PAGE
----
Deliver high-quality colostrum immediately after birth
Compromised calves have poor suckling and so don’t consume as much colostrum. If the calf is tubed, this problem can be avoided. But calves with poor respiratory function and low oxygen also tend to have poor gut function and appear to have less ability to absorb the immunoglobulins even if they are tubed to supply sufficient colostral volume.
Since compromised calves tend to have lower oxygen delivery to tissues, they tend to absorb immunoglobulins poorly, but often can absorb the immunoglobulins over a longer time period; so it is worth providing an extra colostrum feeding to assure the calf has the best chance of good colostral immunoglobulin transfer. “Besides that, colostrum is a great nutritional supplement, and providing a compromised calf with more nutritional support is a good idea,” Garry says.
Treat every calf that was exposed to dystocia as a compromised calf
Garry says in his dystocia study, “Perhaps some of the calves that were born alive, but died within 24 hours, could have been saved by implementing simple interventions.”
Help prevent dystocia by:
- Ensuring heifers are inseminated at the proper age and bodyweight.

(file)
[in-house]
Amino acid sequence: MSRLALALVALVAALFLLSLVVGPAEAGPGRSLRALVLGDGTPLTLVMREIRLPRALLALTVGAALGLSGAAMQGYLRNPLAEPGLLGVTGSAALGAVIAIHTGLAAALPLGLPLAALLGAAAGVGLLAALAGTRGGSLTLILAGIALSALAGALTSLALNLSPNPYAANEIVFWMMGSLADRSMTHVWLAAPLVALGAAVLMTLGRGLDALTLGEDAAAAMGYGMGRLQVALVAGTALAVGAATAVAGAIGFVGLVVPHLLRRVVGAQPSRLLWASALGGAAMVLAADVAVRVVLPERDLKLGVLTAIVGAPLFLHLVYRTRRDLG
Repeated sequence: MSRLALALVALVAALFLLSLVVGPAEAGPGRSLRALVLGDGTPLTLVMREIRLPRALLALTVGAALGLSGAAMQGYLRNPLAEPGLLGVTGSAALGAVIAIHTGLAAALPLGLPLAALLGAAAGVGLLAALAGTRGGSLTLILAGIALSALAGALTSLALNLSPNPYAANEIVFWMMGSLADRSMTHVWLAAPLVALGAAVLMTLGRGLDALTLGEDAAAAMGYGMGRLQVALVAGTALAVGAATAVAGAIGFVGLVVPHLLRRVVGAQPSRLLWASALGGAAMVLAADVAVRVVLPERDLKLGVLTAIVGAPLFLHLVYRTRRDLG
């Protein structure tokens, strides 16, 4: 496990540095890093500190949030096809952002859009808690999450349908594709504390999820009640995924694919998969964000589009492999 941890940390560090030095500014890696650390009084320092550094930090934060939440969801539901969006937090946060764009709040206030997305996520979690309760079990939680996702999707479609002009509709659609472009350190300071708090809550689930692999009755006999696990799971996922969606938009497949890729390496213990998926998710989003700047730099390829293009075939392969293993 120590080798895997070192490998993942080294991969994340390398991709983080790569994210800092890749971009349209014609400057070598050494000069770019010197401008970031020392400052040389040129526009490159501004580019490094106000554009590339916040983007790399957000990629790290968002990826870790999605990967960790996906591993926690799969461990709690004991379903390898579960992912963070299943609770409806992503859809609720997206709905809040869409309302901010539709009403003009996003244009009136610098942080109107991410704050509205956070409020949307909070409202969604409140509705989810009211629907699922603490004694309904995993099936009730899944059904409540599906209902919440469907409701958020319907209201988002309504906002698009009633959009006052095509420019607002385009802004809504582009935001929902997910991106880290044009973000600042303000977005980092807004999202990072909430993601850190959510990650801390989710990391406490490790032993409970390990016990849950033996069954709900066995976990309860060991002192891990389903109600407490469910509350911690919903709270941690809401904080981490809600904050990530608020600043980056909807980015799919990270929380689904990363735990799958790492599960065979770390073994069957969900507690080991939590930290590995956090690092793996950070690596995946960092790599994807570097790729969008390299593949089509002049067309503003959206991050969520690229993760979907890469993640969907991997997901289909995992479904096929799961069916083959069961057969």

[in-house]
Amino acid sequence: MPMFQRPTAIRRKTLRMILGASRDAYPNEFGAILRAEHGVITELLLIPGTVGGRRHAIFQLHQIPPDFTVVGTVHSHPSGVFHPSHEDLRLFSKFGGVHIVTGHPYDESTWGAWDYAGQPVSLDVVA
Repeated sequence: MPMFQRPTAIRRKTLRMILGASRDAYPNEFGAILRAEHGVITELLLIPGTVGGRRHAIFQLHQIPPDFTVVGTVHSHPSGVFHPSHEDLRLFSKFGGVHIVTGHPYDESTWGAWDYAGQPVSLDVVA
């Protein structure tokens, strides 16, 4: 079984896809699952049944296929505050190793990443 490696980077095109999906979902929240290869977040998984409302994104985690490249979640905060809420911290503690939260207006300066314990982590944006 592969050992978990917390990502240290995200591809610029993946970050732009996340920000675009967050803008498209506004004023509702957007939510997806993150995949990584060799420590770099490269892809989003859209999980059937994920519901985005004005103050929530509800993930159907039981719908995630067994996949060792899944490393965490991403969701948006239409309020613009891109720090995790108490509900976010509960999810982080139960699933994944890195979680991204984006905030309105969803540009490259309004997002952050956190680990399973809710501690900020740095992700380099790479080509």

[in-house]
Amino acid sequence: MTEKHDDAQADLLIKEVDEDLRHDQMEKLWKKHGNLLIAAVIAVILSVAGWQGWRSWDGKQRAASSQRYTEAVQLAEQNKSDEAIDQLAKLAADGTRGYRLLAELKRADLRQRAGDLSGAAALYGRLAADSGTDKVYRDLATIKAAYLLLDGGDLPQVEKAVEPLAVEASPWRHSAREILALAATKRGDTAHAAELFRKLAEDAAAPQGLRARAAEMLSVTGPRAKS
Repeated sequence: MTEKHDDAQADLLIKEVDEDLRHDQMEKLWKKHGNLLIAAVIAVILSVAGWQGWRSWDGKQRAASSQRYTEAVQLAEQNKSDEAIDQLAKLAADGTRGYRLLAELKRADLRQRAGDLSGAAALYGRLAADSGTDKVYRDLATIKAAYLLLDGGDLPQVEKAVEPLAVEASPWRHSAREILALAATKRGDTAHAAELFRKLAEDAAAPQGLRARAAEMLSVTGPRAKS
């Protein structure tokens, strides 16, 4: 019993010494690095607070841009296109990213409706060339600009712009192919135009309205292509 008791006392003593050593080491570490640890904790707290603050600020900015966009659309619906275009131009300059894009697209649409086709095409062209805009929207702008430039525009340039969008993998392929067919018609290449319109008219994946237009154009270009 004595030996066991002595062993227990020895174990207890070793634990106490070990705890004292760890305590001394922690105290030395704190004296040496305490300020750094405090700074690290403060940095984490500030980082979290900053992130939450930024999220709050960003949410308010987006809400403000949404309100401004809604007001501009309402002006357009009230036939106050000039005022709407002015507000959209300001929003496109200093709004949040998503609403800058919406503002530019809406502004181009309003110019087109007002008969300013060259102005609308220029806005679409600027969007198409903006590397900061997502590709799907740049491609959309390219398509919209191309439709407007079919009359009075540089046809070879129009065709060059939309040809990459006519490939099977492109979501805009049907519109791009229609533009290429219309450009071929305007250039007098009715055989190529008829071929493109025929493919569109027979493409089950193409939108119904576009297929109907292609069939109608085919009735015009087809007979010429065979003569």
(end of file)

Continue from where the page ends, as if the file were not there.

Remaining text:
- Selecting potential sires on the basis of known calving ease.
- Improving personnel training regarding proper timing and methods of intervention during calving, plus appropriate methods to care for compromised newborn calves.
TLC for the compromised calf
Good supportive care can go a long way for a compromised calf. Sheila McGuirk, DVM, PhD, says calves with difficult deliveries are high-risk calves and everything about their post-natal management is difficult. “Attentive, well-trained people who care make a difference,” McGuirk says.
Stimulation, clearing an airway, stopping navel bleeding and warming up that calf will make a difference, McGuirk notes. She suggests sitting the calf in sternal recumbency, changing body positions and towel drying. Giving oxygen by mask is also useful.
Give the calf some time. “Delay colostrum feeding for the compromised calf for four hours, but if the nose and mucous membranes don’t turn pink, have your clients call a veterinarian for assistance,” McGuirk suggests. “There is no magic medication to make calves breathe or quick tricks that turn these calves around. Keep them sitting, warm and stimulated to breathe. Give warm colostrum and get assistance if needed.”